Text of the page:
by Christine Hennebury
Writing can be a lot of fun but it also involves a lot of hard work. If you find ways to add fun while sticking to your project, you’ll be a lot more satisfied with your progress.
When we first imagine ourselves as writers, we envision fun things like best-selling books, talk show circuits, and piles of cash. Or, at least, we imagine ourselves triumphantly writing the perfect scene. We don’t envision the days that we sit in front of the computer struggling with a single sentence.
When we do consider those days, the ones where writing is hard but we have to do it anyway, writing becomes a job instead of a hobby. That can be helpful for taking ourselves seriously but it can take away some of the fun.
When our fun levels drop, we start to avoid writing.
Since the world needs our words, we need to find ways to add more fun and to increase our persistence. Here are a few tips that can help:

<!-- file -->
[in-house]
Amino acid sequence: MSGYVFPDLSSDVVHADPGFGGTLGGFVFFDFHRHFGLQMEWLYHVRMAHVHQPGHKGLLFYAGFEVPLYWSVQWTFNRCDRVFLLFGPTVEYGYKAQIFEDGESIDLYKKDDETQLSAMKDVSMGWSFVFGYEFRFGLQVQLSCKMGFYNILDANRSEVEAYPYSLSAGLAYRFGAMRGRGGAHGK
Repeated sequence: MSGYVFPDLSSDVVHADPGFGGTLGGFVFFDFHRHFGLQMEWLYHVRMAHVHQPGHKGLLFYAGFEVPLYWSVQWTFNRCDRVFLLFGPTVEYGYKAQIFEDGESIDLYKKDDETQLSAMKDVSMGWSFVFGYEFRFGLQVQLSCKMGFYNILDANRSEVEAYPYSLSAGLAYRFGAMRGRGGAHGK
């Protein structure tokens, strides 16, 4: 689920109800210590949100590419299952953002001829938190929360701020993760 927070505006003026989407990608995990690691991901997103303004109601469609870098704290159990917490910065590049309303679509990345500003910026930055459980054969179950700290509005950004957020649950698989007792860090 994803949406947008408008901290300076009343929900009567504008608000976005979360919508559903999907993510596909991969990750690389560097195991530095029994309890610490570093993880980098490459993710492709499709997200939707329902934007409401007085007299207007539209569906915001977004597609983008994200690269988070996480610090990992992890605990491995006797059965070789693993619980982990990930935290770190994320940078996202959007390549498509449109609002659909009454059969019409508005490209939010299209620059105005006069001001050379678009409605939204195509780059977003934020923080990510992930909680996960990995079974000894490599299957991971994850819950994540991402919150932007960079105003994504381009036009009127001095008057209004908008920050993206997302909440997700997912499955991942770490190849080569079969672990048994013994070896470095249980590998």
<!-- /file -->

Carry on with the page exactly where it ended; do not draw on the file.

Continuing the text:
1) Add Something Fun
When you reach a part of your writing process that doesn’t thrill you, see what you can do to make it more fun. For example, you may not enjoy editing but there may be ways to make it more fun. Perhaps you could print your manuscript in your favorite color, or by using a colored pen. Or you could play special music, or have a specific snack (or drink) while you do certain tasks. You could even try doing those tasks in a different place – my hammock makes an excellent revision spot.
Some writers even find it useful to have one specific spot for writing and another one for revising. And they have both decorated to match the ‘mood’ of the task.
The key here is to add a layer of enjoyment that helps bring you back to a challenge task. It doesn’t matter how weird that layer is, as long as you enjoy it!
2) Change Your Perspective
I’m not going to suggest that everything will become magically fun as long as you have the right attitude. However, if you consider certain aspects of writing to be dreadful, and you dwell on it, you will keep dreading them. So, you have to find a way to change your approach and make things easier on yourself.